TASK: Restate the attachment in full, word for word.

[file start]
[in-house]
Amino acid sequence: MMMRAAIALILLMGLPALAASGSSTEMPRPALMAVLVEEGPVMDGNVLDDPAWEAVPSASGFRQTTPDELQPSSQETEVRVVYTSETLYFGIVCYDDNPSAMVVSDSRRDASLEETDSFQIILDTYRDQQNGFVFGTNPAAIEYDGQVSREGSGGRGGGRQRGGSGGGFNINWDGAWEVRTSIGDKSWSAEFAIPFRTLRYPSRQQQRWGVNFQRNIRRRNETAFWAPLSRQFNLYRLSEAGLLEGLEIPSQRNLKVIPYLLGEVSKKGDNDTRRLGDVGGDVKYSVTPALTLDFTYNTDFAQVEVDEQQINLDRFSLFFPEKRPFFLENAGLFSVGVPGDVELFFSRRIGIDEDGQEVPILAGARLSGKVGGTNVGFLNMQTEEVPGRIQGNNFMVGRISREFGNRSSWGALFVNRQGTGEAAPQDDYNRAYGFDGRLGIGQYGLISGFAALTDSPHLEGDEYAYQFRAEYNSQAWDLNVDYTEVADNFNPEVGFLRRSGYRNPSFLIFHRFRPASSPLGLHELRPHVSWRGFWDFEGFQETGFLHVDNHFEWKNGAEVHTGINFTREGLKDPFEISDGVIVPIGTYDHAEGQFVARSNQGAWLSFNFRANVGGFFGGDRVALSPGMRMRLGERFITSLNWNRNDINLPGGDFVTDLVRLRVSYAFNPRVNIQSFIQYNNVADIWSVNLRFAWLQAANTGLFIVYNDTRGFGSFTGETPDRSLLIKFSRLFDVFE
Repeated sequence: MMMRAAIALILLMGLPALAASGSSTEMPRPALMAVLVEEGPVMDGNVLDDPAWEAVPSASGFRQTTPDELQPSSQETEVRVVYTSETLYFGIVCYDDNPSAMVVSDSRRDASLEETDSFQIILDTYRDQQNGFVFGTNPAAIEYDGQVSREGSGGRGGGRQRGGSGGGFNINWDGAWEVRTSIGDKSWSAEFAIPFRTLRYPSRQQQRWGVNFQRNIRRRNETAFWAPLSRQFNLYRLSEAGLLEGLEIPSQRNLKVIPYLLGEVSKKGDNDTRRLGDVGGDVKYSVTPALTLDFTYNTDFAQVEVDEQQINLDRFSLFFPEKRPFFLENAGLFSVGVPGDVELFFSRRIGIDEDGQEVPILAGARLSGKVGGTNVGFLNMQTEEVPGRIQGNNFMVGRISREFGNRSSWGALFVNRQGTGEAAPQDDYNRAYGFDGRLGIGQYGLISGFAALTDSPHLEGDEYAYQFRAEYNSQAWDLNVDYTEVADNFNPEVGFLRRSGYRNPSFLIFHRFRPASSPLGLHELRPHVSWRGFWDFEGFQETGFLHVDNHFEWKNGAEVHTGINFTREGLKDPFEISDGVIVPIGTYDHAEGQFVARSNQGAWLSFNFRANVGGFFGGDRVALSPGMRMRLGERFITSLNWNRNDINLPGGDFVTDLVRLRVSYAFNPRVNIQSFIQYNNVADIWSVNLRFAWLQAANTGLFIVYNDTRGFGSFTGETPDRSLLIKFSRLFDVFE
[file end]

[in-house]
Amino acid sequence: MMMRAAIALILLMGLPALAASGSSTEMPRPALMAVLVEEGPVMDGNVLDDPAWEAVPSASGFRQTTPDELQPSSQETEVRVVYTSETLYFGIVCYDDNPSAMVVSDSRRDASLEETDSFQIILDTYRDQQNGFVFGTNPAAIEYDGQVSREGSGGRGGGRQRGGSGGGFNINWDGAWEVRTSIGDKSWSAEFAIPFRTLRYPSRQQQRWGVNFQRNIRRRNETAFWAPLSRQFNLYRLSEAGLLEGLEIPSQRNLKVIPYLLGEVSKKGDNDTRRLGDVGGDVKYSVTPALTLDFTYNTDFAQVEVDEQQINLDRFSLFFPEKRPFFLENAGLFSVGVPGDVELFFSRRIGIDEDGQEVPILAGARLSGKVGGTNVGFLNMQTEEVPGRIQGNNFMVGRISREFGNRSSWGALFVNRQGTGEAAPQDDYNRAYGFDGRLGIGQYGLISGFAALTDSPHLEGDEYAYQFRAEYNSQAWDLNVDYTEVADNFNPEVGFLRRSGYRNPSFLIFHRFRPASSPLGLHELRPHVSWRGFWDFEGFQETGFLHVDNHFEWKNGAEVHTGINFTREGLKDPFEISDGVIVPIGTYDHAEGQFVARSNQGAWLSFNFRANVGGFFGGDRVALSPGMRMRLGERFITSLNWNRNDINLPGGDFVTDLVRLRVSYAFNPRVNIQSFIQYNNVADIWSVNLRFAWLQAANTGLFIVYNDTRGFGSFTGETPDRSLLIKFSRLFDVFE
Repeated sequence: MMMRAAIALILLMGLPALAASGSSTEMPRPALMAVLVEEGPVMDGNVLDDPAWEAVPSASGFRQTTPDELQPSSQETEVRVVYTSETLYFGIVCYDDNPSAMVVSDSRRDASLEETDSFQIILDTYRDQQNGFVFGTNPAAIEYDGQVSREGSGGRGGGRQRGGSGGGFNINWDGAWEVRTSIGDKSWSAEFAIPFRTLRYPSRQQQRWGVNFQRNIRRRNETAFWAPLSRQFNLYRLSEAGLLEGLEIPSQRNLKVIPYLLGEVSKKGDNDTRRLGDVGGDVKYSVTPALTLDFTYNTDFAQVEVDEQQINLDRFSLFFPEKRPFFLENAGLFSVGVPGDVELFFSRRIGIDEDGQEVPILAGARLSGKVGGTNVGFLNMQTEEVPGRIQGNNFMVGRISREFGNRSSWGALFVNRQGTGEAAPQDDYNRAYGFDGRLGIGQYGLISGFAALTDSPHLEGDEYAYQFRAEYNSQAWDLNVDYTEVADNFNPEVGFLRRSGYRNPSFLIFHRFRPASSPLGLHELRPHVSWRGFWDFEGFQETGFLHVDNHFEWKNGAEVHTGINFTREGLKDPFEISDGVIVPIGTYDHAEGQFVARSNQGAWLSFNFRANVGGFFGGDRVALSPGMRMRLGERFITSLNWNRNDINLPGGDFVTDLVRLRVSYAFNPRVNIQSFIQYNNVADIWSVNLRFAWLQAANTGLFIVYNDTRGFGSFTGETPDRSLLIKFSRLFDVFE